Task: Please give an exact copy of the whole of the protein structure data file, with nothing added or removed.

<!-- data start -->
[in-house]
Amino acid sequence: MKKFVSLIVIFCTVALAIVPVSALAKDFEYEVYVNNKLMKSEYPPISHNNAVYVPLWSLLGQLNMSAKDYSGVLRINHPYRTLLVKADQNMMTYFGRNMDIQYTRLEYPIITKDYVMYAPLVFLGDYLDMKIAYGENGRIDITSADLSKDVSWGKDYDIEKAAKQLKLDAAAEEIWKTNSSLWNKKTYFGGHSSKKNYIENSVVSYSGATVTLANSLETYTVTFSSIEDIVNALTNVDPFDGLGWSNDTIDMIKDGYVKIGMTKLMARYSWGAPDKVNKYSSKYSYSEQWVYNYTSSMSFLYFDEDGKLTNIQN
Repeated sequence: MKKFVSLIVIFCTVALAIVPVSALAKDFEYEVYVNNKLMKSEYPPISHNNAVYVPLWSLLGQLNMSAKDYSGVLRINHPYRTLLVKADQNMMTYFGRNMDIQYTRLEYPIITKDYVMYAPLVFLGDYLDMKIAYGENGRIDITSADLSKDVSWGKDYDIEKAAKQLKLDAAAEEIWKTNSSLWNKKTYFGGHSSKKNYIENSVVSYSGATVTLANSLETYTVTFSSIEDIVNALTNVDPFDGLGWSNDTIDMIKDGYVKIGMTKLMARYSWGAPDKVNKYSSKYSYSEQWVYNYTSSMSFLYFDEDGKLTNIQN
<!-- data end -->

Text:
[in-house]
Amino acid sequence: MKKFVSLIVIFCTVALAIVPVSALAKDFEYEVYVNNKLMKSEYPPISHNNAVYVPLWSLLGQLNMSAKDYSGVLRINHPYRTLLVKADQNMMTYFGRNMDIQYTRLEYPIITKDYVMYAPLVFLGDYLDMKIAYGENGRIDITSADLSKDVSWGKDYDIEKAAKQLKLDAAAEEIWKTNSSLWNKKTYFGGHSSKKNYIENSVVSYSGATVTLANSLETYTVTFSSIEDIVNALTNVDPFDGLGWSNDTIDMIKDGYVKIGMTKLMARYSWGAPDKVNKYSSKYSYSEQWVYNYTSSMSFLYFDEDGKLTNIQN
Repeated sequence: MKKFVSLIVIFCTVALAIVPVSALAKDFEYEVYVNNKLMKSEYPPISHNNAVYVPLWSLLGQLNMSAKDYSGVLRINHPYRTLLVKADQNMMTYFGRNMDIQYTRLEYPIITKDYVMYAPLVFLGDYLDMKIAYGENGRIDITSADLSKDVSWGKDYDIEKAAKQLKLDAAAEEIWKTNSSLWNKKTYFGGHSSKKNYIENSVVSYSGATVTLANSLETYTVTFSSIEDIVNALTNVDPFDGLGWSNDTIDMIKDGYVKIGMTKLMARYSWGAPDKVNKYSSKYSYSEQWVYNYTSSMSFLYFDEDGKLTNIQN